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Bomb Curve Solves Age-Old Lungfish Problem

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Lungfish shared some traits with humans, such as the ability to breathe air through lungs, but a new study has proved that they also have a similar life span of up to 80 years.

Dr Stewart Fallon of the Australian National University said lungfish have been on the threatened species list in Australia for decades, but this new understanding could help change that. “One of the main issues is no one knew their longevity,” he said.

“A lot of fish have what’s called an otolith – basically a solid stone in their inner ear. As the fish grows, the stone grows as well, and there’s usually little annual marker bands on there, so we can count them and know how old the fish is. But the lungfish doesn’t have that stone.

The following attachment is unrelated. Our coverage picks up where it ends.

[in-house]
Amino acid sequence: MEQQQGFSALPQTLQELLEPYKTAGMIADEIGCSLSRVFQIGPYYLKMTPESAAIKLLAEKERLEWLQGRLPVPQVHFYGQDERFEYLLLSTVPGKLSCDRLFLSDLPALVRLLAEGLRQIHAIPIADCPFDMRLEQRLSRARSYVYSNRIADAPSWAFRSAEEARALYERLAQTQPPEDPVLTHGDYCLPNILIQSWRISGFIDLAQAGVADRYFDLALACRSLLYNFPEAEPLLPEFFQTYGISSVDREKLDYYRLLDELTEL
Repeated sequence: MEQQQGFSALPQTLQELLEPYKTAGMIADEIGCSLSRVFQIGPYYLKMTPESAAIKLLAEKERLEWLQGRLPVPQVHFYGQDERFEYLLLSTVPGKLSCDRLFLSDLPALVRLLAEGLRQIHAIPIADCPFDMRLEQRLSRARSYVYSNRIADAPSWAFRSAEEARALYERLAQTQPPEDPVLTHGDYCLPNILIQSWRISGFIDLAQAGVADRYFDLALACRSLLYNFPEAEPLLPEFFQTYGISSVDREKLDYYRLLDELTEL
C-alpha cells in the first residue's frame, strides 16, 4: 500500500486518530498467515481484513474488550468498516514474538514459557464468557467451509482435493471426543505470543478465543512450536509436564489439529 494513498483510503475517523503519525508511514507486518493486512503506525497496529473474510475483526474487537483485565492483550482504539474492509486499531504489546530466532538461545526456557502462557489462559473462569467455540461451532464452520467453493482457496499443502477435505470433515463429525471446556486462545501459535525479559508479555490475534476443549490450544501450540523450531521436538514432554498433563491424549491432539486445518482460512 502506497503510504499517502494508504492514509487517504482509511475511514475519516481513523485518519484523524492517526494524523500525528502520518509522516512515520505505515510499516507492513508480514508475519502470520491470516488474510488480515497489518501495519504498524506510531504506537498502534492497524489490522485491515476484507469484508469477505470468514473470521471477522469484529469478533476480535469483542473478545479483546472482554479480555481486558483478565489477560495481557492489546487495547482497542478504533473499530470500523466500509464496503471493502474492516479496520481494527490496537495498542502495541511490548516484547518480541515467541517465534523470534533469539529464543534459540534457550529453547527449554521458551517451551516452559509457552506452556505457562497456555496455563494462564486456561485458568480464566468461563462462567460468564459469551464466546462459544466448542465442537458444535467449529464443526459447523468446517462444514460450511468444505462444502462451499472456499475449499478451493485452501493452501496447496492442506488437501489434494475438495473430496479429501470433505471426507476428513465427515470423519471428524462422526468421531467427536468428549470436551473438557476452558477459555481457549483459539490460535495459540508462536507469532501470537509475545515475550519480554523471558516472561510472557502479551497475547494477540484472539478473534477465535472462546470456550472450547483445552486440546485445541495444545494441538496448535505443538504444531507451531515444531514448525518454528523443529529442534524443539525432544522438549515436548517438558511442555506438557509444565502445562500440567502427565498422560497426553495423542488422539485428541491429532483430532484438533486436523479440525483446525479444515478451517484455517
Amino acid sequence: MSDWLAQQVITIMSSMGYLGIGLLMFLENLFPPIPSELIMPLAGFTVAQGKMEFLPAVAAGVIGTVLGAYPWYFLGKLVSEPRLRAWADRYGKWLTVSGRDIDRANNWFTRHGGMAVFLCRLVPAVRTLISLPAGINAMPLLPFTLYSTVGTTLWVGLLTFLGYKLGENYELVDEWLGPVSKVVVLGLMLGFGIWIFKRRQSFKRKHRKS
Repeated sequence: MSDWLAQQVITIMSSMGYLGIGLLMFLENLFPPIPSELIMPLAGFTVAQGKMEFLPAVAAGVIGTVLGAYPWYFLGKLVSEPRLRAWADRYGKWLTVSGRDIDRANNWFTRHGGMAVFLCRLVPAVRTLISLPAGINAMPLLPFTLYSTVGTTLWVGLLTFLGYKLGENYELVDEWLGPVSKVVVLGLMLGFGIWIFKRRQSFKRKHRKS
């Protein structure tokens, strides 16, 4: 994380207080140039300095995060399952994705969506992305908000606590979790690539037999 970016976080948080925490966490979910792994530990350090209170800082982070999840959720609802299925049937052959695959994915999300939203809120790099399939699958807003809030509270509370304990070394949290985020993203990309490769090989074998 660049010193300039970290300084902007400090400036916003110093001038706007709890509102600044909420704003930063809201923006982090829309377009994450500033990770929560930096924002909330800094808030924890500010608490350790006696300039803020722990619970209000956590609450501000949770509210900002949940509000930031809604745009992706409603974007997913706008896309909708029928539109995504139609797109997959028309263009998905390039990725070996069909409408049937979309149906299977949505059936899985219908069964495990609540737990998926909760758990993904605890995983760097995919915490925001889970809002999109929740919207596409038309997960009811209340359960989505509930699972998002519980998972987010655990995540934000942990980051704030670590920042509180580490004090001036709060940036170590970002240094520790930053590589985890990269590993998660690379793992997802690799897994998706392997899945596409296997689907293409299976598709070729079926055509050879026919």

“The other main issue is that to get an ear stone you usually have to kill the fish, so obviously you wouldn’t want to do that to a threatened species.”

Fallon and his collaborators came up with a new approach: measuring the amount of carbon-14 in lungfish scales to pinpoint how old the fish is. The researchers discovered they were able to place the fish on the “bomb curve”, which is used to chart the amount of carbon-14 in the atmosphere. This curve has a distinct shape, starting to rise in the mid-50s with the advent of nuclear weapons and peaking in 1963, when the Nuclear Test Ban Treaty came into effect.

“That carbon’s been...

The full text of this article can be purchased from Informit.